PRESIDENT Ferdinand "Bongbong" Marcos Jr. may not get an opportunity for bilateral talks with his Chinese counterpart soon, but the Philippines should continue pressing China for dialogue on sensitive geopolitical issues. Earlier, Mr. Marcos said he hoped to meet with Chinese President Xi Jinping on the sidelines of the Asean Summits in Cambodia. As the event got underway, China announced that it was instead sending Premier Li Keqiang to Cambodia. And as of press time, there was no scheduled meeting between President Marcos and Premier Li, according to Philippine officials.

China's Prime Minister Li Keqiang speaks with Philippines' President Ferdinand Marcos Jr (left) during the ASEAN-China Summit as part of the 40th and 41st Association of Southeast Asian Nations (ASEAN) Summits in Phnom Penh on November 11, 2022. AFP PHOTO
China's Prime Minister Li Keqiang speaks with Philippines' President Ferdinand Marcos Jr (left) during the ASEAN-China Summit as part of the 40th and 41st Association of Southeast Asian Nations (ASEAN) Summits in Phnom Penh on November 11, 2022. AFP PHOTO

Mr. Marcos is bound to get his tête-à-tête with President Xi. The next opportunity might be at the APEC summit, or when President Marcos goes to China for a state visit in January 2023.

For sure, the Philippines and China have many common interests that deserve attention, including trade and investment opportunities and people-to-people relations. But Mr. Marcos recently told reporters that territorial disputes cannot be avoided.

Referring to China, Mr. Marcos said, "We will be a good neighbor, always looking for ways to collaborate and cooperate with the end goal of mutually beneficial outcomes. If we agree, we will cooperate, and we will work together. If we differ, let us talk some more until we agree. After all, that is the Filipino way."

"But we will not waver," the President added, alluding to the territorial disputes in the South China Sea (SCS). "We will stand firm in our independent foreign policy, with the national interest as our primordial guide."

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In fairness to China, it is not the only country that is, as Mr. Marcos put it, claiming territory that belongs to the Philippines. There are also Malaysia, Vietnam, Brunei and the island of Taiwan.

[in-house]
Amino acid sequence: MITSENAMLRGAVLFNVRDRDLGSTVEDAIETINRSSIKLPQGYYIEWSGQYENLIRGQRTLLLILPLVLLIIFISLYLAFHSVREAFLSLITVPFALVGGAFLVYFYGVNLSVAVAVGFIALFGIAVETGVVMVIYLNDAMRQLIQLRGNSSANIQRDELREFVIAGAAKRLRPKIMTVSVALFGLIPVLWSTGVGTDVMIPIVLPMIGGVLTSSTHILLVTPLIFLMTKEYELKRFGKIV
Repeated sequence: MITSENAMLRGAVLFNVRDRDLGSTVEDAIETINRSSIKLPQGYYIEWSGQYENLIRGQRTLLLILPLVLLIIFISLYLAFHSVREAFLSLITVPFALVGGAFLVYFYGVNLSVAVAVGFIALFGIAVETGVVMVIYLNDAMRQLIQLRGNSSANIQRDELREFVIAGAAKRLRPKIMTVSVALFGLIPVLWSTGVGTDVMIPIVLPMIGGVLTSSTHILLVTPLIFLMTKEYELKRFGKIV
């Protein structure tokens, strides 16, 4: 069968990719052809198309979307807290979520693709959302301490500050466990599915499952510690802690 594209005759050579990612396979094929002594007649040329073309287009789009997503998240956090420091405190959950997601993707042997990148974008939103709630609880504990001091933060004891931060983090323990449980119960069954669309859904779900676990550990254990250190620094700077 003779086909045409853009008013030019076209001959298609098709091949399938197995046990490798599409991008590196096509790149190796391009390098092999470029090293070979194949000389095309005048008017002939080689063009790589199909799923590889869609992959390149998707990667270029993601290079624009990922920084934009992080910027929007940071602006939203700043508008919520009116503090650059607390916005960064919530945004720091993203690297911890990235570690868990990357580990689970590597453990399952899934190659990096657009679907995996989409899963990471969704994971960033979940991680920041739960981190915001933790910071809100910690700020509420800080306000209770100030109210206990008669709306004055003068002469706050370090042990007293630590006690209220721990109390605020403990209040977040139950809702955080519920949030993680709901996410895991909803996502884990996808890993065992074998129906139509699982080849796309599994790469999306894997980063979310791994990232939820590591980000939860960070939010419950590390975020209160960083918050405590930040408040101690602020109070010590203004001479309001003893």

But China's claim is on another level. Its so-called nine-dash line covers some 90 percent of the South China Sea, including territories within the exclusive economic zone of several countries in the region. The implications of that extend beyond Southeast Asia. Western countries, primarily the United States, argue that China's claim threatens freedom of navigation.

China accuses the US of hegemony and of manipulating allies like the Philippines to bully that rising power. But Mr. Marcos has made it clear that the Philippines will steer clear of any superpower rivalry, and that his foreign policy is to be friends with everyone and an enemy to no one.

Principles vs interests

The Philippines' independent foreign policy should be welcome news to China. Mr. Marcos is building on the foreign policy of his predecessor, who reached out to China to repair relations with Beijing. And in doing so, former president Rodrigo Duterte was criticized for being pro-China.

Filipinos hope that China reciprocates the peaceful gestures from Manila, if only to help spare the incumbent government from similar criticisms made against the previous administration. Its critics point out that for all its friendly policies, the Chinese military presence remains in the disputed areas.

Even attempts to collaborate on exploiting natural resources, particularly the joint oil exploration proposal, have not prospered, largely because China tried to change the terms after a memorandum of understanding had already been signed. Seemingly undeterred, the Marcos government seems willing to reopen talks on joint exploration. Perhaps this time, China will understand that the Philippines' willingness to cooperate is limited by the 1987 Constitution.

Reciprocating the goodwill from the Philippines, however, may be difficult or tricky for Chinese leaders. In supporting Russia against Ukraine, China may be undermining its own call to the international community to respect its territorial claims, including those covered by the highly disputed nine-dash line. The reality, though, is that states are motivated more by their interests rather than their principles.

Clearly, Philippine interests are in preserving peace and stability in the region so that its development objectives are realized. The Philippines gains more in cooperating with all its neighbors, particularly in areas of mutual economic and geopolitical interests.

Even with such high stakes, not much might be settled in one bilateral meeting. Many more will be needed after that. Regardless, such conversations between leaders need to happen.